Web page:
Textlogo_codingem_white

Programming tips for everyone

Formatted String in Python

F-string or formatted string in Python makes it possible to format strings like this:

name = "Artturi"
print(f"My name is {name}")

Output:

My name is Artturi


As opposed to the old-school approach:

name = "Artturi"
print("My name is {}".format(name))


The f-string approach is more convenient especially when the number of embedded variables is big. F-strings became available in Python 3.6.


The Old-School Way

Ever since Python 2.6 you have probably used the format() method to format strings. As an example:

name = "Artturi"
print("My name is {}".format(name))


Output:

My name is Artturi


However, If you increase the number of variables the code becomes pretty messy. For instance:

first_name = "Artturi"
last_name = "Jalli"
profession = "Software Engineer"
platform = "Codingem"

print("Hi! I am {first_name} {last_name}, a {profession}. I'm writing a new article on{platform}.".format(first_name= first_name, last_name =last_name , profession = profession, platform = platform))


As you can see, the code gets rather verbose real quick.

F-Strings to the Rescue

Due to the messy string formatting with format() method, Python 3.6 introduces a more concise way to format strings. The new-school way is known as f-strings.

Using an f-string is simple:

  • Add character f in front of a string.
  • Inside the string add any number of variables wrapped around curly braces {}.


For example:

name = "Artturi"
print(f"My name is {name}")


Output:

My name is Artturi


Let’s repeat the example with multiple variables using an f-string this time:

first_name = "Artturi"
last_name = "Jalli"
profession = "Software Engineer"
platform = "Codingem"
print(f"Hi! I am {first_name} {last_name}, a {profession}. I'm writing a new article on{platform}.")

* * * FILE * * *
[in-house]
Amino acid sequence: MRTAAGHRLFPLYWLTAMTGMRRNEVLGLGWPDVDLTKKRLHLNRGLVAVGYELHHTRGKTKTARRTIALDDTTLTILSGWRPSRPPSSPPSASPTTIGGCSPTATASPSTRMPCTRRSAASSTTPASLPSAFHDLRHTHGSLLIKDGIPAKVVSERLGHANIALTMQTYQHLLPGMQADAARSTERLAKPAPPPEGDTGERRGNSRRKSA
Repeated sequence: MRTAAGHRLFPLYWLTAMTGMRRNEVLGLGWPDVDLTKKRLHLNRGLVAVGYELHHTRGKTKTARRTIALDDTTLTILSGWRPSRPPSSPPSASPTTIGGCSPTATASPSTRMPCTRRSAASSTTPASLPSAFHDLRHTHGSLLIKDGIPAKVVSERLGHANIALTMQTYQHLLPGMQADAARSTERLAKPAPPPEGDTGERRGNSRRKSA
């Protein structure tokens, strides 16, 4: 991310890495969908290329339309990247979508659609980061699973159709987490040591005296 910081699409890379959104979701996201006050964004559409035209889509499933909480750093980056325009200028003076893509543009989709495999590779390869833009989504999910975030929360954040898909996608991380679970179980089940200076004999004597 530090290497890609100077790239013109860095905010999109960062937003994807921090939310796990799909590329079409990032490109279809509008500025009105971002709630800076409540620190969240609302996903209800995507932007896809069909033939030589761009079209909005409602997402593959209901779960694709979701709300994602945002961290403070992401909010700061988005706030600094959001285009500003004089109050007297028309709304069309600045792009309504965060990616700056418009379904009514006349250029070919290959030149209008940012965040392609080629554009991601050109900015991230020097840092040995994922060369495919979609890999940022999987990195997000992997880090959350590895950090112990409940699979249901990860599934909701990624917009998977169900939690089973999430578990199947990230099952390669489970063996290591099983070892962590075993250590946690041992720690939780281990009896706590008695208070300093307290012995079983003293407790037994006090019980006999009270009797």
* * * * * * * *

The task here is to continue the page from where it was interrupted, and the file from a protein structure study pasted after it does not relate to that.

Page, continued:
Looks better now, doesn’t it? There’s no infinitely long .format() chain anymore.

Congrats! Now you know what F-strings are and how to use them + why such a gadget was added to Python 3.6. Next, let’s take a look at how to do some basic formatting with f-strings.

Arbitrary Expressions

You can add any valid Python expression inside of an f-string. For example, let’s do some maths:

print(f"The result of 3*6 is {3*6}")


Output:

The result of 3*6 is 18


Multi-Line F-Strings

To futher improve code readability you may introduce line breaks in longer f-strings. As an example:

first_name = "Artturi"
last_name = "Jalli"
profession = "Software Engineer"
platform = "Codingem"
message = (
    f"Hi! I am {first_name} {last_name}."
    f"I'm a {profession}."
    f"I'm writing a new article on{platform}."
)
print(message)


Format Like a Table

You can specify the number of spaces taken by each variable inside your f-string. For instance, let’s make number data look like a table:

data = [("x", "y", "sum"), (1, 2, 3), (3, 5, 8)]

for x,y,sum in data:
    print(f"{x:{1}} {y:{1}} {sum:{2}}")


Result:

x y sum
1 2  3
3 5  8


Control the Number of Decimal Places

To determine the precision of e.g. a float, you can use colon followed by the number of digits you need. For instance let’s print a float with 2 decimal accuracy using an f-string:

f_num = 12.3241233
print(f"The number is: {f_num:.2f}")


Output:

The number is: 12.32


Conclusion

Formatted string in Python is a new feature in Python 3.6. It lets you format strings like this:

name = "Artturi"
print(f"My name is {name}")


The benefit of f-strings over the old-school format() method becomes eminent when dealing with multiple variables: Using format() makes the code look ugly. With f-strings you just write the variable where you want it to appear and that’s it.

Thanks for reading. I hope you find it useful. Happy coding!


You Might Find Insightful

10 Useful Python Snippets to Code Like a Pro

Share on facebook
Share on twitter
Share on linkedin

Related Articles

Artturi Jalli

Technical Writer

Entrepreneur, Software Engineer, Mobile App Dev, MSc Physics Student, And Tech Enthusiast from Finland

artturi@codingem.com

My Personal Favorites
Sponsor

Buy an Online Course

Lorem ipsum dolor sit amet consectetur adipiscing elit dolor
Explore Categories

Web Development